Staying Hydrated

Maintaining proper hydration is important anytime of the year, but even more important in the summer as we tend to sweat more.  With our bodies being made up of a significant amount of water, proper hydration is essential for ALL body functions.

Mild dehydration can cause decreased athletic performance and decreased concentration and focus.  As the dehydration becomes more severe, you can pass out, develop heat exhaustion, or even heat stroke.  Basically, as you become more dehydrated, your body’s function begins to decrease and begins to shut down.

What does being dehydrated mean exactly?  With just a small 2% decrease in body weight from water, you can begin to have decreased performance and function, including athletic performance and mental focus and concentration.

The problem with this is by the time you notice any sort of thirst, you are already below that 2% mark, normally closer to 3-4% of loss of body weight of water.  This means you must drink water on a regular basis to maintain hydration levels, regardless if you feel thirsty or not.

So how much water does your body need?  It depends on the size of your body and your activity level.

The minimum amount of water required on a daily basis is equal to half your body weight in ounces.  And this is just your starting point.  If you can get more than that in, especially in the summer, the better off you will be.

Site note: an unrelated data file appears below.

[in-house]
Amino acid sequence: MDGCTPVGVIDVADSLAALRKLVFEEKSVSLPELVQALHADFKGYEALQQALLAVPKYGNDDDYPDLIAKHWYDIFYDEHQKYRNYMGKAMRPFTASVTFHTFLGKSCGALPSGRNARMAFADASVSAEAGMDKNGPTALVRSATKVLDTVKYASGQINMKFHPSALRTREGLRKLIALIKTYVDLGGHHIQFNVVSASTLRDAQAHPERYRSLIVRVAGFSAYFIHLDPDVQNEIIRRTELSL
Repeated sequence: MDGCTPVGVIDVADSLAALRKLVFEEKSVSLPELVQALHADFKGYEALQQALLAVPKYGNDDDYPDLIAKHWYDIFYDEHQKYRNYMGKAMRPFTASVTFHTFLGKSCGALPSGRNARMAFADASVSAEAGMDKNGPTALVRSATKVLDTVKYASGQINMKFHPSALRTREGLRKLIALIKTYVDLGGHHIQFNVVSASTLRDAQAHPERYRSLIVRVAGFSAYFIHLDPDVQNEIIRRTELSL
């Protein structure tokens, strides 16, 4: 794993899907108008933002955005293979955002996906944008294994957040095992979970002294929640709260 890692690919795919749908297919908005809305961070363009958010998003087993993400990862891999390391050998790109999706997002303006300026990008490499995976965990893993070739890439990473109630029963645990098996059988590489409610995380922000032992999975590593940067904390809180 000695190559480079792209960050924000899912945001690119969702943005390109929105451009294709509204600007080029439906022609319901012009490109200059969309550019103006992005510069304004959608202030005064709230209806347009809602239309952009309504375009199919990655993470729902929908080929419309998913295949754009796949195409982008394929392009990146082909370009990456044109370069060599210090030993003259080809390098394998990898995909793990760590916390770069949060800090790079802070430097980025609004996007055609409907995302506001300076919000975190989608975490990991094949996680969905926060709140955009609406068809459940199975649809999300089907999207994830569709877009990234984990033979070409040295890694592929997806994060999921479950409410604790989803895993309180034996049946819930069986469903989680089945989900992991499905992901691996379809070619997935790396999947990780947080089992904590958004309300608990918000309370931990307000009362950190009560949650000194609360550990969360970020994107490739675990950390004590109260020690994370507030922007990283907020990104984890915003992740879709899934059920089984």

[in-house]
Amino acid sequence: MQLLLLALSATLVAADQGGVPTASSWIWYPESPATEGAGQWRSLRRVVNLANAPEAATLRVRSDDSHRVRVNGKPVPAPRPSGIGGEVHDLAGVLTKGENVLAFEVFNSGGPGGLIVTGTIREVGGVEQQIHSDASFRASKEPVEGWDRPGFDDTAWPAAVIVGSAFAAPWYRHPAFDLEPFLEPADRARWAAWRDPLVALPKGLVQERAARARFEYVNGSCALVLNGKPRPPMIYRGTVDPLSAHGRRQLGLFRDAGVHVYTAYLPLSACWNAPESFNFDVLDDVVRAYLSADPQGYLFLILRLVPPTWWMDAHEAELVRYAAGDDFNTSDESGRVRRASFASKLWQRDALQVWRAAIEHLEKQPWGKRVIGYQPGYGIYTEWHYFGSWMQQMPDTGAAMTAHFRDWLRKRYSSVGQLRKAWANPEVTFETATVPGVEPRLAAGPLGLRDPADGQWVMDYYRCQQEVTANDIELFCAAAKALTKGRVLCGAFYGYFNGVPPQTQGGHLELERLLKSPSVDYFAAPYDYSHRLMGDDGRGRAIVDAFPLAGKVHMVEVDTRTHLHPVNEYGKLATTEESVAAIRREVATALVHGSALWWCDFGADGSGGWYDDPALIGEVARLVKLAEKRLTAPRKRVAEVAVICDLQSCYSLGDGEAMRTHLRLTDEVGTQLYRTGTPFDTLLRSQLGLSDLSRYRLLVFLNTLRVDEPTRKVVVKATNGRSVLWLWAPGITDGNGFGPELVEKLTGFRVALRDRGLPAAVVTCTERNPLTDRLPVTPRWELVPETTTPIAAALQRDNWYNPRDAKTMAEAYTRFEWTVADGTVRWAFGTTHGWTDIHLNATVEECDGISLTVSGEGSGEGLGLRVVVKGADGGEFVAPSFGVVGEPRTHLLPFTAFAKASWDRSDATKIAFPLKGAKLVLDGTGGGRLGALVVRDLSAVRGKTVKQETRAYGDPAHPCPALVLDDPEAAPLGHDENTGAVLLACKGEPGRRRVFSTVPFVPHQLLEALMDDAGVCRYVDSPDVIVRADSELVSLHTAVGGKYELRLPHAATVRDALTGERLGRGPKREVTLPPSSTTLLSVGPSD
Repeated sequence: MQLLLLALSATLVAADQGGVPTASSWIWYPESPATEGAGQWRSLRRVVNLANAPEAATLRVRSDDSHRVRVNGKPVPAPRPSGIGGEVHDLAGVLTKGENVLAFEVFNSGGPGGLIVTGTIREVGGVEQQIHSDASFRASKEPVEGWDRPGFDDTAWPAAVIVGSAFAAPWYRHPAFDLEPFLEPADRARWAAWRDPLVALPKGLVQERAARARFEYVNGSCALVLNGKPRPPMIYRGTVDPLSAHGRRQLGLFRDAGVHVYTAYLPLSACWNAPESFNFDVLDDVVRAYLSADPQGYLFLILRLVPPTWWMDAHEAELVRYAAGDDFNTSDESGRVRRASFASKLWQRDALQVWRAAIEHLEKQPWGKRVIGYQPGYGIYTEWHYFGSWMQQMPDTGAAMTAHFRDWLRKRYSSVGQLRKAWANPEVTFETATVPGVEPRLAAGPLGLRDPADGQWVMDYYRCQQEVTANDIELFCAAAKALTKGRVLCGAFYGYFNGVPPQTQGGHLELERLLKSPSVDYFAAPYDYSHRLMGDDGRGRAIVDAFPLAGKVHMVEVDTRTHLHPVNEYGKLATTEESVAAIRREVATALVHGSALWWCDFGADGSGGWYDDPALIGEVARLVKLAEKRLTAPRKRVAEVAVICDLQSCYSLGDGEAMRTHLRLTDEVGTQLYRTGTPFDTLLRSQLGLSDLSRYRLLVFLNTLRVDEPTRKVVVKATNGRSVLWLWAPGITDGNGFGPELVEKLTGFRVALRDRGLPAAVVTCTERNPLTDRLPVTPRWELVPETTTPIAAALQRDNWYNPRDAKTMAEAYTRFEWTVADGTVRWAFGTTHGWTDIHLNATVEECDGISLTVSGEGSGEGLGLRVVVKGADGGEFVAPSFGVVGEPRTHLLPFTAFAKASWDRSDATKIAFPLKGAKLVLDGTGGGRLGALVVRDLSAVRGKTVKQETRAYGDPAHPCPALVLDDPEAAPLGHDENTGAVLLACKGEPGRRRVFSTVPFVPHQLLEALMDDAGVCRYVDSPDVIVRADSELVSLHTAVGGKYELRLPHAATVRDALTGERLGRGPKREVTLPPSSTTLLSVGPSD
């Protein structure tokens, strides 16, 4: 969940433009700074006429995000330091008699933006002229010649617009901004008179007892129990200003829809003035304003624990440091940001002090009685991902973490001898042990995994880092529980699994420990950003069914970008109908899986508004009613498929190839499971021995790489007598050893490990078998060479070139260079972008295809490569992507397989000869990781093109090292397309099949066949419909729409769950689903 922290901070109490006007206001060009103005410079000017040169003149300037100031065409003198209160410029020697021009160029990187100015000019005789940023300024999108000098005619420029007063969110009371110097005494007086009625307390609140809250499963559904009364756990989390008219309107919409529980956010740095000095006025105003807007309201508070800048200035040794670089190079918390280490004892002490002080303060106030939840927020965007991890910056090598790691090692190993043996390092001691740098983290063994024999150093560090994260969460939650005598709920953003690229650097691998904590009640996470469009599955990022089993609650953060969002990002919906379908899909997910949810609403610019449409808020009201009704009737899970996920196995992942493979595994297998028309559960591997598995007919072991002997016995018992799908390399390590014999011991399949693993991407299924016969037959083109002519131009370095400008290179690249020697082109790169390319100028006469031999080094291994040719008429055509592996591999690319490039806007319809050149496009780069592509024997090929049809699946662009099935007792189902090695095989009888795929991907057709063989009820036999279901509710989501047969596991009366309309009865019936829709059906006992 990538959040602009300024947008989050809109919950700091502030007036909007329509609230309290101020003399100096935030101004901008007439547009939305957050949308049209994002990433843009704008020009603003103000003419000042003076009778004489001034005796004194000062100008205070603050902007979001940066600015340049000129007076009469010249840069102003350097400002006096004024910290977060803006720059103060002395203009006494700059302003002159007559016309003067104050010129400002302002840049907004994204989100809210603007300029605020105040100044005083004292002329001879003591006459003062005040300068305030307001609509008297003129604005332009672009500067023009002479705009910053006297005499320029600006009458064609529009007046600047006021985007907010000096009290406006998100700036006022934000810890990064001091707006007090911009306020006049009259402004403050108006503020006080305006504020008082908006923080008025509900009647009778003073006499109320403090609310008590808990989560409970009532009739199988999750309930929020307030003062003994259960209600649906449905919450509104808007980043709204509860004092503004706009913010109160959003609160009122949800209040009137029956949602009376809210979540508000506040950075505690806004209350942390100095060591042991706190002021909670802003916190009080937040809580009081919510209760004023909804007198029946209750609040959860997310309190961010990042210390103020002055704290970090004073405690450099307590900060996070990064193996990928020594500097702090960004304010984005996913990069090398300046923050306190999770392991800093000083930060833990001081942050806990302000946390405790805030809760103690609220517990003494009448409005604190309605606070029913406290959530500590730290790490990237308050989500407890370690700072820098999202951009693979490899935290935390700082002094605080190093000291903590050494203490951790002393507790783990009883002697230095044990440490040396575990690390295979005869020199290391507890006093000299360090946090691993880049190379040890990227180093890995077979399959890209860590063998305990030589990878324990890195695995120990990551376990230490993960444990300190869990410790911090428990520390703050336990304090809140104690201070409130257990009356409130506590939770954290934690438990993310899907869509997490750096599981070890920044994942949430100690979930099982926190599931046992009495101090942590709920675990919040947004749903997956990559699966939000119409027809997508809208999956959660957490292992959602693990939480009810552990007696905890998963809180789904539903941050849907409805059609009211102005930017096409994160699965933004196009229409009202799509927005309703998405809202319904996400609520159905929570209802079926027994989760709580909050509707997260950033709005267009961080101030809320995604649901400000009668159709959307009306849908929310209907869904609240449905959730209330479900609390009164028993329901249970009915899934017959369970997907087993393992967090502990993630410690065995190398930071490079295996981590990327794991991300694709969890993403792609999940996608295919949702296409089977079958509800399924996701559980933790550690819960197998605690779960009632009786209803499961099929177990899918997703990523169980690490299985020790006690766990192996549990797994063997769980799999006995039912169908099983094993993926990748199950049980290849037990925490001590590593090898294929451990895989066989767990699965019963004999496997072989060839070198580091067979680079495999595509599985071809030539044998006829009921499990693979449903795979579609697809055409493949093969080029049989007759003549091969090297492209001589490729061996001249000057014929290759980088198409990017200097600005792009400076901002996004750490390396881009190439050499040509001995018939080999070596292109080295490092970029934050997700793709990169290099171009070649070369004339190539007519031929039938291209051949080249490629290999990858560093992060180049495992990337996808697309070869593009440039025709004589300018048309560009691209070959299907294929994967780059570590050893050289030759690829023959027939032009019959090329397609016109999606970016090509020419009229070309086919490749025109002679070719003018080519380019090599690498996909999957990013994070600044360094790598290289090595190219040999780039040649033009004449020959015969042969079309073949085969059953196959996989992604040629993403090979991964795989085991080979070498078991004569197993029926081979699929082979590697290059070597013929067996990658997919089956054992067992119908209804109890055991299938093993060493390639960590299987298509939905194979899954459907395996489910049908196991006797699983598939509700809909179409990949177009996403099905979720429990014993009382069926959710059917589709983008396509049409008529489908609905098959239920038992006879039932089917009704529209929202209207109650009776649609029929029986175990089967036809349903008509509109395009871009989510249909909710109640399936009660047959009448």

When you add exercise to the mix, the amount your body requires increases.  For every pound lost during a workout or training run, you need to replenish with 16 oz of water.  The easiest way to figure this out is to weigh yourself before and after your workout or run and see what the difference is.  If you are consuming water or fluids of some sort as you run, the numbers still apply.

For example, if you lost 5 lbs while training, you need to consume an extra 80 oz of water.  If you drank water while training and that was your number, that is still your number.  Because if you weren’t consuming any fluids, your overall loss would have been larger.  Make sense?

For anything under an hour of training, may not be as necessary for you to take in fluids while training.  For anything over an hour, though, you need to be taking in fluids consistently.  It is recommended 4-8 oz ever 15-20 minutes.  If you are one who’s body does not tolerate that much fluid while training, at least get a little bit every 30 minutes.

Along with the necessary water, you also need to think about replenishing the electrolytes lost when you sweat.  Loss of electrolytes can cause muscle cramping, increased fatigue, lethargy, lightheadedness, and dizziness, just to name a few issues.  That doesn’t even get into all the systems in the body that can be affected by loss of electrolytes.

Not sure what to take for electrolytes? You can make your own by adding salt to your water, find powders and tablets to add to your water, or use coconut water, which is a natural source of electrolytes.  In the case of powders and tablets, I advise reading the labels to avoid sucralose and aspartame as artificial sweeteners in the products.  Sports drinks are commonly used for electrolytes, but they also have a lot of added chemicals that are not needed in your body, especially when training at a high level.

Have more questions regarding hydration?  Email me at

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